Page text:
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Published on 26.10.06 in Vol 8, No 4 (2006)

This paper is in the following e-collection/theme issue:

    Original Paper

    Web Portals in Primary Care: An Evaluation of Patient Readiness and Willingness to Pay for Online Services

    Department of Family and Community Medicine, University of Arizona, Tucson, AZ, USA

    Corresponding Author:

    Kenneth G Adler, MD, MMM

    Department of Family and Community Medicine

    University of Arizona

    5300 E Erickson, Suite 108

    Tucson, AZ 85712


    Phone: +1 520 721 5330

    Fax:+1 520 547 5743



    Background: Online Web communication between physician and patient has been proposed by leading primary care organizations as a way to enhance physician-patient communication, but lack of payment for this service has acted as a significant barrier to implementation.

    Objective: This study evaluates current patient readiness and willingness to pay for online services in a fairly typical urban family medicine practice.

    Methods: All patients that visited the author for medical care during a one-month period in the spring of 2006 were anonymously surveyed with a one-page survey instrument that inquired about demographics, willingness to pay a small annual fee for online services, the greatest fee they were willing to pay, and their most desired service.

    Results: A total of 346 patients out of 2380 active patients in the study practice (14.5%) were surveyed. The valid survey response rate was 95.1% (329/346.) Three quarters, or 75.4%, of patients had Internet access. The group with the highest access were 18- to 29-year-olds (97%), and the group with the least access were those 70 years and up (56%) (P < .001). Categorized by employment, students and employed patients had the best access at 92% and 87%, respectively, and retirees and disabled patients had the worst access at 66% and 42%, respectively (P < .001). Of all patients with Internet access, 74.6% (n = 185) were willing to pay a small annual fee for one or more of the following online services: viewing of parts of their medical record, messaging with their physician, medication refills, appointment requests, and billing inquiries. Willingness to pay did not vary significantly by age (P = .06). Of all respondents, regardless of Internet access, 47.1% (n = 155) were willing to pay US $10 or more per year, with the median amount being US $20. Of those with Internet access (n = 248), 60.1% (n = 149) were willing to pay US $10 or more per year, and 31% were willing to pay US $50 or more per year. The three most important services to patients with Internet access (n = 248), in order of importance, were emailing with their physician (34%), Internet viewing of their medical record (22%), and medication refills (11%) (P < .001).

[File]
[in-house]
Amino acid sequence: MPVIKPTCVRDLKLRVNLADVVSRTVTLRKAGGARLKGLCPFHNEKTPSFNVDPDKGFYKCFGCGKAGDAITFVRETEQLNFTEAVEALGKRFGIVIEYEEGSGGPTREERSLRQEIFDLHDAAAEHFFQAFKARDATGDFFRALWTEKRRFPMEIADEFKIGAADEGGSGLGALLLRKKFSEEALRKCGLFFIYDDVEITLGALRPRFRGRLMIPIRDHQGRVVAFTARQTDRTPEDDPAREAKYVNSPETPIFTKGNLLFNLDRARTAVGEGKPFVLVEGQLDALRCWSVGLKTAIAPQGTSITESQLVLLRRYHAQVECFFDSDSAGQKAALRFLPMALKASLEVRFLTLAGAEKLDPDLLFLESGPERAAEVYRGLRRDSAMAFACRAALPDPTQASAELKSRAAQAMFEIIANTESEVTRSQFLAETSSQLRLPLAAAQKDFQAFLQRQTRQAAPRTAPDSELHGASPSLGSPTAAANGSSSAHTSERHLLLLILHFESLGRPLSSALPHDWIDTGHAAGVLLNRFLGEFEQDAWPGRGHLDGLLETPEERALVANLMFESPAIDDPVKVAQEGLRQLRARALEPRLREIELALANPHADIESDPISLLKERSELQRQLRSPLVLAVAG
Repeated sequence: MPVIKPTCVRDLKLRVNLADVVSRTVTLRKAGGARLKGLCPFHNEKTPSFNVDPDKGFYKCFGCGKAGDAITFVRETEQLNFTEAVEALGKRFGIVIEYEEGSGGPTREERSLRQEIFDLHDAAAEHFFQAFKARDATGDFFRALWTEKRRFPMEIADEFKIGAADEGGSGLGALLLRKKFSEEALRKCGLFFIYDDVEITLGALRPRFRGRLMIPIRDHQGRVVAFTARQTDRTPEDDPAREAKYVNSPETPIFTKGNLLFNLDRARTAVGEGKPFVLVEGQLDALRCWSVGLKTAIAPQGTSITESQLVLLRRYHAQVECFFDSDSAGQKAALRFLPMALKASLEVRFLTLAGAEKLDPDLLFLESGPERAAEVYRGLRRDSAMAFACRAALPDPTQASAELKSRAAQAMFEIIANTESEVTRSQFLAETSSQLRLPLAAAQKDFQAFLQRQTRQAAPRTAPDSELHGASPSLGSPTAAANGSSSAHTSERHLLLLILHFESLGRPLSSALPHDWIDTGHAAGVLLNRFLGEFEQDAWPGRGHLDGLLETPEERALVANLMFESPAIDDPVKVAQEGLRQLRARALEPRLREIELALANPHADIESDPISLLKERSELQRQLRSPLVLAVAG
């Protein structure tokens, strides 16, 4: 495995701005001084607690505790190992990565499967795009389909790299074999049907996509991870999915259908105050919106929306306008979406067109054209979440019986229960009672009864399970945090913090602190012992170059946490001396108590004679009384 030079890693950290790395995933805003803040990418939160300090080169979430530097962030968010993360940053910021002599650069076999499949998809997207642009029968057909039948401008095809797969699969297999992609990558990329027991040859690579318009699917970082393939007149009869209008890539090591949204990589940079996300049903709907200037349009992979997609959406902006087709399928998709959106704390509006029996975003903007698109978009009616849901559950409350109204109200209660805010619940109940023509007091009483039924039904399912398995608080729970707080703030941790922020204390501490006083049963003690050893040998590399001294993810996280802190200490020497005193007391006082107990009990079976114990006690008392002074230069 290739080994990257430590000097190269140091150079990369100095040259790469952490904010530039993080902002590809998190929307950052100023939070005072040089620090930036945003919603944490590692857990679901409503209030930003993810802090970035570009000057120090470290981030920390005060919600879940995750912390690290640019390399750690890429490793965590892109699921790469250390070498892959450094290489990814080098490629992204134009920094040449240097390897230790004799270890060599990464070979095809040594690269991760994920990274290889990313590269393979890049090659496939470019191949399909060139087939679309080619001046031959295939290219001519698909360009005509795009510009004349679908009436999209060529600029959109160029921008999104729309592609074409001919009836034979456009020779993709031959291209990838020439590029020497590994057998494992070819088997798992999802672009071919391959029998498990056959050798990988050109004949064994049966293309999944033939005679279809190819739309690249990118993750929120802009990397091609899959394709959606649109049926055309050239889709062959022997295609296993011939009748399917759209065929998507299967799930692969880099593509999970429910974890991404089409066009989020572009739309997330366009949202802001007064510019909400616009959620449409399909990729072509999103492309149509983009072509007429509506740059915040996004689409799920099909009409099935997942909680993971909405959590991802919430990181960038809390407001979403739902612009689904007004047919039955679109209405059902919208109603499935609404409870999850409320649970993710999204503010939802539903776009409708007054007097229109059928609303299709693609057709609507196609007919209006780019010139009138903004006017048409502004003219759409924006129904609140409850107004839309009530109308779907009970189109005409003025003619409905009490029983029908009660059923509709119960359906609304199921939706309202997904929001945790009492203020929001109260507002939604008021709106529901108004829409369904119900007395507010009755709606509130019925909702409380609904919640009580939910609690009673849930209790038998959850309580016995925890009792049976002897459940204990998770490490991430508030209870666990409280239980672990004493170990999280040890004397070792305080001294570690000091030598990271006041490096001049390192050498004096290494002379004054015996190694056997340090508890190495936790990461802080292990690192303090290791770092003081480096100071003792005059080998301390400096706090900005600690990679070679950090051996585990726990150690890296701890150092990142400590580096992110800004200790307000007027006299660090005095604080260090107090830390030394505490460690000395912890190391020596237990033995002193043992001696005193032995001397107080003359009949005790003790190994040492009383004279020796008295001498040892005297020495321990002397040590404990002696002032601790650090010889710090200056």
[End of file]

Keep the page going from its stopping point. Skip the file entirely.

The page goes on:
Conclusions: This study suggests that patients of all ages are currently ready and willing to pay a small annual fee for online services with their primary care physician’s office. If 47.1% of a practice of 2500 patients each paid US $10 per year for online services, the annual revenue generated would be US $11775. Not only does this study support the economic feasibility of patient Web portals, but it suggests that online services could form a new line of revenue for primary care physicians.

    J Med Internet Res 2006;8(4):e26




    We live in a time when online communication has become commonplace in numerous service industries, yet to date that has not been the case in health care – at least as far as doctor-patient communication goes. Based on a paucity of research, there is a perception that patients want online communication with their physicians and their offices, but aren’t willing to pay for it. A Harris Interactive survey of over 2000 online adults in 2002 showed that almost all (90%) respondents would like to communicate with their physicians online. This same survey showed that only 37% were willing to pay for it [1]. A prior Harris Interactive survey had shown that online adults are often unhappy with their ability to communicate with their physician and his/her office, and the majority felt that online access would improve communication [2]. A randomized controlled trial by Lin et al showed that patients in an academic internal medicine practice who used a Web portal had higher satisfaction with physician-patient communication than those who did not [3]. The American Academy of Family Physicians, the American College of Physicians, and the Society of General Internal Medicine have all proposed online communication as one tool to help revitalize primary care in the United States and to help improve doctor-patient communication and patient access [4-6].